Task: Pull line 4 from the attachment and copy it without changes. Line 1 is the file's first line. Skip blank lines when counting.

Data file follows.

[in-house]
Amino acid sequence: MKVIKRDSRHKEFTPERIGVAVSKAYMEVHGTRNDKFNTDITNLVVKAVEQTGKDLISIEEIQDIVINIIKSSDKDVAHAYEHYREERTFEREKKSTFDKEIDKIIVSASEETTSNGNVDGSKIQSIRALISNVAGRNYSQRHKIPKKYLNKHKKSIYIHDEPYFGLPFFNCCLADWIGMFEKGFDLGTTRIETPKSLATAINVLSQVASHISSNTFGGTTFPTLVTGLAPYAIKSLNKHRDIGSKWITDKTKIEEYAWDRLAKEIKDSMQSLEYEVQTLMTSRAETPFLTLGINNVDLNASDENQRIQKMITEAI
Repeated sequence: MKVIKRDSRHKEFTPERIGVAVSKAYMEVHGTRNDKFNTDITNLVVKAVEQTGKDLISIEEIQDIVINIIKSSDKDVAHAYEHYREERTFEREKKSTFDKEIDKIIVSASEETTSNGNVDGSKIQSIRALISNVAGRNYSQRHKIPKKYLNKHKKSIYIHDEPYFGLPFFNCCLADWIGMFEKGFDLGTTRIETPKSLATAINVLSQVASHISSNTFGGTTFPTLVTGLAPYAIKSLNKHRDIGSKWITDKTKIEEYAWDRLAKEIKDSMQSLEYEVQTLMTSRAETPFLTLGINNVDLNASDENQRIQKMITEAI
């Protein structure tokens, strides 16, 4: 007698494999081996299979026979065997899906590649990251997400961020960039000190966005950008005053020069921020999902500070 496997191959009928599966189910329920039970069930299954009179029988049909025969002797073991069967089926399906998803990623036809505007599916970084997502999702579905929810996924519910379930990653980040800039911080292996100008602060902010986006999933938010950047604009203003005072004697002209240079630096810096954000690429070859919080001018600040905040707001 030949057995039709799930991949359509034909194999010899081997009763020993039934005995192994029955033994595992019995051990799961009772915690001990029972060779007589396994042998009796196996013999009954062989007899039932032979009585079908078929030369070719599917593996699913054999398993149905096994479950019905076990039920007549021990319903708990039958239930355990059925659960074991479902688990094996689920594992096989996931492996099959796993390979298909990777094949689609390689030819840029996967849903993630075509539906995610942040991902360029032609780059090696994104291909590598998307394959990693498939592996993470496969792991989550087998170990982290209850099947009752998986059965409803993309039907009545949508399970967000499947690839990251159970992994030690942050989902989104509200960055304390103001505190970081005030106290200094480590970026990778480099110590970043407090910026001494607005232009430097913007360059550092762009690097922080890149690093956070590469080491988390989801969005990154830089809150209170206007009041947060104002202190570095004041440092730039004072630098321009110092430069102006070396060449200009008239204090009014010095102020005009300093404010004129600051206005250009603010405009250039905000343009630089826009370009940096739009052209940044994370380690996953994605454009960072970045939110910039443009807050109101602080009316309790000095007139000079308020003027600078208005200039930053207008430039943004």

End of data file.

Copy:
């Protein structure tokens, strides 16, 4: 007698494999081996299979026979065997899906590649990251997400961020960039000190966005950008005053020069921020999902500070 496997191959009928599966189910329920039970069930299954009179029988049909025969002797073991069967089926399906998803990623036809505007599916970084997502999702579905929810996924519910379930990653980040800039911080292996100008602060902010986006999933938010950047604009203003005072004697002209240079630096810096954000690429070859919080001018600040905040707001 030949057995039709799930991949359509034909194999010899081997009763020993039934005995192994029955033994595992019995051990799961009772915690001990029972060779007589396994042998009796196996013999009954062989007899039932032979009585079908078929030369070719599917593996699913054999398993149905096994479950019905076990039920007549021990319903708990039958239930355990059925659960074991479902688990094996689920594992096989996931492996099959796993390979298909990777094949689609390689030819840029996967849903993630075509539906995610942040991902360029032609780059090696994104291909590598998307394959990693498939592996993470496969792991989550087998170990982290209850099947009752998986059965409803993309039907009545949508399970967000499947690839990251159970992994030690942050989902989104509200960055304390103001505190970081005030106290200094480590970026990778480099110590970043407090910026001494607005232009430097913007360059550092762009690097922080890149690093956070590469080491988390989801969005990154830089809150209170206007009041947060104002202190570095004041440092730039004072630098321009110092430069102006070396060449200009008239204090009014010095102020005009300093404010004129600051206005250009603010405009250039905000343009630089826009370009940096739009052209940044994370380690996953994605454009960072970045939110910039443009807050109101602080009316309790000095007139000079308020003027600078208005200039930053207008430039943004």